Most marketing companies will tell you that it’s all about “interrupt marketing,” not “inbound marketing,” which is really community building. It is crucial to keep this in mind. Nevertheless, that community building, particularly in healthcare, may improve patient adherence and health outcomes (Yussof et al., 2022). Inbound marketing’s community building can improve patient engagement and health outcomes, according to Yussof et al.’s 2022 study. This strategy promotes patient-provider trust, belonging, and understanding, which improves treatment adherence and health outcomes. In contrast to interrupt marketing, inbound marketing can boost a healthcare practice’s success and patient satisfaction over time. This is because interrupt marketing is easily measurable in terms of deliverables. I mean that many of these marketing companies have to justify the money spent on them because the practice just isn’t seeing the growth they’re looking for. The marketing group convinced them that this laundry list of items would help enhance the practice and bring more patients. In the end, it provided a lot of great content to the practice, but no new patients. However, it’s hard to tell someone who has provided you with a great deal of content that you won’t pay them for their effort, no matter the results (unless you’re as results-oriented as I am).

I hope you’re starting to detect the pattern through this book because value-adding is just one more way to add value to your practice so that patients can feel each and every day they are in the practice that they can share together and help grow and strengthen the patient community. It’s important to take note of the growing emphasis on a community-based approach to healthcare, where patient-centered treatment and community engagement are considered essential to improving long-term health outcomes (Smith, 2021). This method personalizes healthcare and creates a sense of belonging that encourages patients to participate in their care. Thus, providing value to your clinic requires creating a supportive and engaging patient community. Value-adding will trigger massive growth through small interactions repeated over and over again. Such a strategy is increasingly being recognized in reimbursement models, according to Abelson (2023), which rewards practices that provide high-quality, coordinated, patient-centered care. Modern reimbursement models are rewarding high-quality, coordinated, and patient-centered care. This update acknowledges that constant incremental changes boost practice growth and success. Healthcare providers may navigate these new models and maintain financial sustainability by providing patient-centered care and incremental value through frequent engagement. Profit pools for such services are likely to grow the fastest (Patel & Singhal, 2023).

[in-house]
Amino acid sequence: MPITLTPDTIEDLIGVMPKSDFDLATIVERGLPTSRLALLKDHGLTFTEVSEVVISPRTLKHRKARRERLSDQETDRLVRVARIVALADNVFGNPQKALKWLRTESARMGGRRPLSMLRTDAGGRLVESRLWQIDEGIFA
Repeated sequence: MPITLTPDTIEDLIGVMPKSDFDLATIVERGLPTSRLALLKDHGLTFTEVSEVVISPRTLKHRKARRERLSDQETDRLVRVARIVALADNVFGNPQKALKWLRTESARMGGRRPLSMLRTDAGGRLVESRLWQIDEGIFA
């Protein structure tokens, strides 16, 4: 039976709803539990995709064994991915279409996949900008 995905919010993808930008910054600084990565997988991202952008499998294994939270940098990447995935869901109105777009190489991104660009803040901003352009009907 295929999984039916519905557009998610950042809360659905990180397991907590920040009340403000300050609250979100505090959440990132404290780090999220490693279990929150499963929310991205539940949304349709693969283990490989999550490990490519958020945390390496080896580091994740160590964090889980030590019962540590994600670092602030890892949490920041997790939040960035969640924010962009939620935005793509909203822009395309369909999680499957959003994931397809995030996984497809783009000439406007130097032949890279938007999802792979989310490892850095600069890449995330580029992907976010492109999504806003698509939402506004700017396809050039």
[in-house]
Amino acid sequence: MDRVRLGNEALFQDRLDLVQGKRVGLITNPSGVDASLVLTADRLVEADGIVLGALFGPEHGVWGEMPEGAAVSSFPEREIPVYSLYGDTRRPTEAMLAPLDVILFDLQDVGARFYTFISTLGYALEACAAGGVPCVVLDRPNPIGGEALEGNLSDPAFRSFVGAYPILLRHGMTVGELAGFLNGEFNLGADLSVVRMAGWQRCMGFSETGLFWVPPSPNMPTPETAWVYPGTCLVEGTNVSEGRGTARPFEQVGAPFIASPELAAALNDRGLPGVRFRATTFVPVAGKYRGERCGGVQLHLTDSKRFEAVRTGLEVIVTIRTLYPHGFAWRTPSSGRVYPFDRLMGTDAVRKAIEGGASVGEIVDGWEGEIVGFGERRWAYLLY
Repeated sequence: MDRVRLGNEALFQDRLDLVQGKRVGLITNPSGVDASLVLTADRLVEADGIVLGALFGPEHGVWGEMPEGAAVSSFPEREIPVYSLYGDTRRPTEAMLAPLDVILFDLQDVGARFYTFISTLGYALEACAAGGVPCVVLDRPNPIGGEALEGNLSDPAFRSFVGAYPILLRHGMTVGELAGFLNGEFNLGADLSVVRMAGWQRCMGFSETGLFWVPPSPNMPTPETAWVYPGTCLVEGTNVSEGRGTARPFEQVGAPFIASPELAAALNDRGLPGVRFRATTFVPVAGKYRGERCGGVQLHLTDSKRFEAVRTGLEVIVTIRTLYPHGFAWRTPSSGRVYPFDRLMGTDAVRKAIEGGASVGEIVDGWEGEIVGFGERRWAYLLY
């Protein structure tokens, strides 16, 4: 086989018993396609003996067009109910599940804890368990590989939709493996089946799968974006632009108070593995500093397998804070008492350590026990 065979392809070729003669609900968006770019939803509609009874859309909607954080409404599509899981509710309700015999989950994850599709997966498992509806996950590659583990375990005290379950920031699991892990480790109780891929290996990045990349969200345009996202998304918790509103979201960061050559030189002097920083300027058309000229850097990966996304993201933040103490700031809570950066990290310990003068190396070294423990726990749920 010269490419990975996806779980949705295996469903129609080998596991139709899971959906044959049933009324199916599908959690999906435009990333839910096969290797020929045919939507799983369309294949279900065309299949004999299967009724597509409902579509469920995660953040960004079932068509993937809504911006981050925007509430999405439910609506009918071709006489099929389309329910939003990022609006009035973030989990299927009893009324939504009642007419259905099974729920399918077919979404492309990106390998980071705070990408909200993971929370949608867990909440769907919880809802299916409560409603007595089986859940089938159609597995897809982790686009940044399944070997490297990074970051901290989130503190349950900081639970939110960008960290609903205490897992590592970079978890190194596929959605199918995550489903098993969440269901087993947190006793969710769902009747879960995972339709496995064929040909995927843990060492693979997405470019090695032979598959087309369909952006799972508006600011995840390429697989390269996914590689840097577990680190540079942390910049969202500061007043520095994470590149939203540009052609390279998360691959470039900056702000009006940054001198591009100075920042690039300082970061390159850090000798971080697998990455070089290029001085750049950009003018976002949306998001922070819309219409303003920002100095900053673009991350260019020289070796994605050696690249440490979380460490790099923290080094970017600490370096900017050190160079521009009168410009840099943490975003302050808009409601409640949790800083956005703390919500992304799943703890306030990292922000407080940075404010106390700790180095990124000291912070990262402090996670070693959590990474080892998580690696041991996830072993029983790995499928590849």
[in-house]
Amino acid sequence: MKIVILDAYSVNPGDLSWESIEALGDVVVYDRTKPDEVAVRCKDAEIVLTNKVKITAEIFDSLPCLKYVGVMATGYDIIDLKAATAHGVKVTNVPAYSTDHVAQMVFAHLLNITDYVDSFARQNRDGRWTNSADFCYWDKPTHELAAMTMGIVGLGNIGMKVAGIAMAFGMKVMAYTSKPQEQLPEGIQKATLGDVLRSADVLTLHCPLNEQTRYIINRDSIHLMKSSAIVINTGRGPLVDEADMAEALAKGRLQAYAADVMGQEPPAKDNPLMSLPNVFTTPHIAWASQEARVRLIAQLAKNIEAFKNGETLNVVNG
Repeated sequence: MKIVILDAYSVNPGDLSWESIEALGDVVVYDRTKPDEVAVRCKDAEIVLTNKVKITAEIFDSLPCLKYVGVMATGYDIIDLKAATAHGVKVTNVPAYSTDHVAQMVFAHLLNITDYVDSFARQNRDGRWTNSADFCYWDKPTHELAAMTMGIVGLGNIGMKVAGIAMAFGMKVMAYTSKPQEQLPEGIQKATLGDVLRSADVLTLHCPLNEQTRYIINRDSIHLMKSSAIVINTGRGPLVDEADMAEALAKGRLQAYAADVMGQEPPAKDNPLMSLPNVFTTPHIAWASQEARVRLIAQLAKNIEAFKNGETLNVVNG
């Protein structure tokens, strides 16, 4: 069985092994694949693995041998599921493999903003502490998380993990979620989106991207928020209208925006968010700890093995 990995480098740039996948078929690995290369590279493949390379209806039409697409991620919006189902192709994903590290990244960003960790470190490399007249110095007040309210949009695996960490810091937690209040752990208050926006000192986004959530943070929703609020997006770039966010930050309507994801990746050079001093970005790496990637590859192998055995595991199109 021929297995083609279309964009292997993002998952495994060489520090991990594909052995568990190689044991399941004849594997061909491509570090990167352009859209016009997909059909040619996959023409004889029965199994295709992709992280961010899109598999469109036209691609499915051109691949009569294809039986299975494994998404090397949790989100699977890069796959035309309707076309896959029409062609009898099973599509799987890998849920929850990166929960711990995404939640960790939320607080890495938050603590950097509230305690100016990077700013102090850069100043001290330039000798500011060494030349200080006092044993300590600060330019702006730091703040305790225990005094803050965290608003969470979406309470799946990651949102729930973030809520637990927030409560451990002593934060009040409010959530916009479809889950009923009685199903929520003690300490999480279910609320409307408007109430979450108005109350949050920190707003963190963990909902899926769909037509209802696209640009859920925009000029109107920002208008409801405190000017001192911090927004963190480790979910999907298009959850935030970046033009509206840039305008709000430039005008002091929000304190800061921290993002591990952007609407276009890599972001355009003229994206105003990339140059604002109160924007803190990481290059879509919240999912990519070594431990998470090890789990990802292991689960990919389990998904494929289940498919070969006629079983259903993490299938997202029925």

A wise man once said: “Better a little from a lot than a lot from a little.”



  1. Abelson, R. (2023, May 8). Corporate Giants Buy Up Primary Care Practices at Rapid Pace. The New York Times.
  2. MOreno, C. (2019, September 25). Beyond the pill: Value-Added Services.
  3. Patel, N., & Singhal, S. (2023, January 9). US healthcare developments in 2023 and beyond | McKinsey.
  4. Smith, T. M. (2021, November 5). How value-added roles can transform medical education.
  5. Yussof, I., Ibrahim, N. H., Che Ayub, A., Ab Hashim, N., Choon, C. J., Chee, C. Y., Abdul Rani, A. A., & Hashim, H. H. (2022). Evaluation of pharmacy value-added services in public health facilities: Staff perception and cost analysis. Exploratory Research in Clinical and Social Pharmacy, 5, 100120.


A Future Book Publication Note:

This article is based on the Chapter 10 of the Reuven Lirov’s book “Treat or be Treated.” It will be included in the forthcoming 2nd Edition book “Medical Billing Networks and Processes,” authored by Dr. Yuval Lirov and planned for publication in 2024. We will post more chapters on this blog soon.